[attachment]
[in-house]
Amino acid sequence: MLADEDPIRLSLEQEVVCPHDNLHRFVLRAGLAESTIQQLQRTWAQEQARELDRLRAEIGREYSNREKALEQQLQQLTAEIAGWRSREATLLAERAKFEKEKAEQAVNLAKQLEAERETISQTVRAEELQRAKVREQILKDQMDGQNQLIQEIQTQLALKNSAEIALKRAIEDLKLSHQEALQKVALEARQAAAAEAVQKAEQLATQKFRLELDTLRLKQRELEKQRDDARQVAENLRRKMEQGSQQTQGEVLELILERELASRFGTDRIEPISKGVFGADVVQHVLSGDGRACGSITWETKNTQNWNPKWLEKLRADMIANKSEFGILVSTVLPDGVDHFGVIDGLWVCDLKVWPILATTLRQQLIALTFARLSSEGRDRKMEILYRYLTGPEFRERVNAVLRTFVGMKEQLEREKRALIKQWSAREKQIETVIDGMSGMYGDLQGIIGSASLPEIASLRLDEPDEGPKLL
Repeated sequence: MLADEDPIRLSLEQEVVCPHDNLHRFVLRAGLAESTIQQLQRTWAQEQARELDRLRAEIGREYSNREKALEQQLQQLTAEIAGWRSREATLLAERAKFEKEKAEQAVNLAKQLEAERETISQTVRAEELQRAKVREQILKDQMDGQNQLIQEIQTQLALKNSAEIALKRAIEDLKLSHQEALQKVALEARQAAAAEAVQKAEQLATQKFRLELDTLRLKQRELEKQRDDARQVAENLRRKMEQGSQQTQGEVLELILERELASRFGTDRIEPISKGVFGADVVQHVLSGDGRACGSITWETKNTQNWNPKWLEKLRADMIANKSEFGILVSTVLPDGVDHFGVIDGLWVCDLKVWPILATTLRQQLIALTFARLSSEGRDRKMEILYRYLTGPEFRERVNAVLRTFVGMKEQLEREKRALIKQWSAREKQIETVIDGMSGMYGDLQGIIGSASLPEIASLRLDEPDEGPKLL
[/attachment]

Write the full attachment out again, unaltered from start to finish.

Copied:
[in-house]
Amino acid sequence: MLADEDPIRLSLEQEVVCPHDNLHRFVLRAGLAESTIQQLQRTWAQEQARELDRLRAEIGREYSNREKALEQQLQQLTAEIAGWRSREATLLAERAKFEKEKAEQAVNLAKQLEAERETISQTVRAEELQRAKVREQILKDQMDGQNQLIQEIQTQLALKNSAEIALKRAIEDLKLSHQEALQKVALEARQAAAAEAVQKAEQLATQKFRLELDTLRLKQRELEKQRDDARQVAENLRRKMEQGSQQTQGEVLELILERELASRFGTDRIEPISKGVFGADVVQHVLSGDGRACGSITWETKNTQNWNPKWLEKLRADMIANKSEFGILVSTVLPDGVDHFGVIDGLWVCDLKVWPILATTLRQQLIALTFARLSSEGRDRKMEILYRYLTGPEFRERVNAVLRTFVGMKEQLEREKRALIKQWSAREKQIETVIDGMSGMYGDLQGIIGSASLPEIASLRLDEPDEGPKLL
Repeated sequence: MLADEDPIRLSLEQEVVCPHDNLHRFVLRAGLAESTIQQLQRTWAQEQARELDRLRAEIGREYSNREKALEQQLQQLTAEIAGWRSREATLLAERAKFEKEKAEQAVNLAKQLEAERETISQTVRAEELQRAKVREQILKDQMDGQNQLIQEIQTQLALKNSAEIALKRAIEDLKLSHQEALQKVALEARQAAAAEAVQKAEQLATQKFRLELDTLRLKQRELEKQRDDARQVAENLRRKMEQGSQQTQGEVLELILERELASRFGTDRIEPISKGVFGADVVQHVLSGDGRACGSITWETKNTQNWNPKWLEKLRADMIANKSEFGILVSTVLPDGVDHFGVIDGLWVCDLKVWPILATTLRQQLIALTFARLSSEGRDRKMEILYRYLTGPEFRERVNAVLRTFVGMKEQLEREKRALIKQWSAREKQIETVIDGMSGMYGDLQGIIGSASLPEIASLRLDEPDEGPKLL